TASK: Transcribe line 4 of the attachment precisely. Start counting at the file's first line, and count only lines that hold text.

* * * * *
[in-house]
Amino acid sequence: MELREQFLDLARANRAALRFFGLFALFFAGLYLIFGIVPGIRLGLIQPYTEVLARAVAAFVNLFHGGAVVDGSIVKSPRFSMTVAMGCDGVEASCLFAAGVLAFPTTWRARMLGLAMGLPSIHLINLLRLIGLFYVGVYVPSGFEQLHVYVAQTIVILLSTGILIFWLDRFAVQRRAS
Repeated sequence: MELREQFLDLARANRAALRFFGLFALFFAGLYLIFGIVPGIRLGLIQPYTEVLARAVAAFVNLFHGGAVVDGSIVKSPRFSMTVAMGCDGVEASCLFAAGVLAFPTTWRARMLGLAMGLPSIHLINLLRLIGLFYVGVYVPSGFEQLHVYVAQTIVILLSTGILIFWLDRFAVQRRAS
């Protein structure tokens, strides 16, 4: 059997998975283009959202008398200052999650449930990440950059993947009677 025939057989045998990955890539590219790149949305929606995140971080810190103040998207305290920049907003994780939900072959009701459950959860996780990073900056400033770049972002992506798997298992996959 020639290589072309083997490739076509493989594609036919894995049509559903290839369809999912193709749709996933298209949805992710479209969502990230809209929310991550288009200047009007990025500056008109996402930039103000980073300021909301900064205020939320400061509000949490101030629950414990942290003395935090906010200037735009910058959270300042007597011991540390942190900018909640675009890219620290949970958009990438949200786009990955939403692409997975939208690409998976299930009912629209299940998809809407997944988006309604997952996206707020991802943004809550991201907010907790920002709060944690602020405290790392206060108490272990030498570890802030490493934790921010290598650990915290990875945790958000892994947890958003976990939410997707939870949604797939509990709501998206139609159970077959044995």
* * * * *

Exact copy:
């Protein structure tokens, strides 16, 4: 059997998975283009959202008398200052999650449930990440950059993947009677 025939057989045998990955890539590219790149949305929606995140971080810190103040998207305290920049907003994780939900072959009701459950959860996780990073900056400033770049972002992506798997298992996959 020639290589072309083997490739076509493989594609036919894995049509559903290839369809999912193709749709996933298209949805992710479209969502990230809209929310991550288009200047009007990025500056008109996402930039103000980073300021909301900064205020939320400061509000949490101030629950414990942290003395935090906010200037735009910058959270300042007597011991540390942190900018909640675009890219620290949970958009990438949200786009990955939403692409997975939208690409998976299930009912629209299940998809809407997944988006309604997952996206707020991802943004809550991201907010907790920002709060944690602020405290790392206060108490272990030498570890802030490493934790921010290598650990915290990875945790958000892994947890958003976990939410997707939870949604797939509990709501998206139609159970077959044995």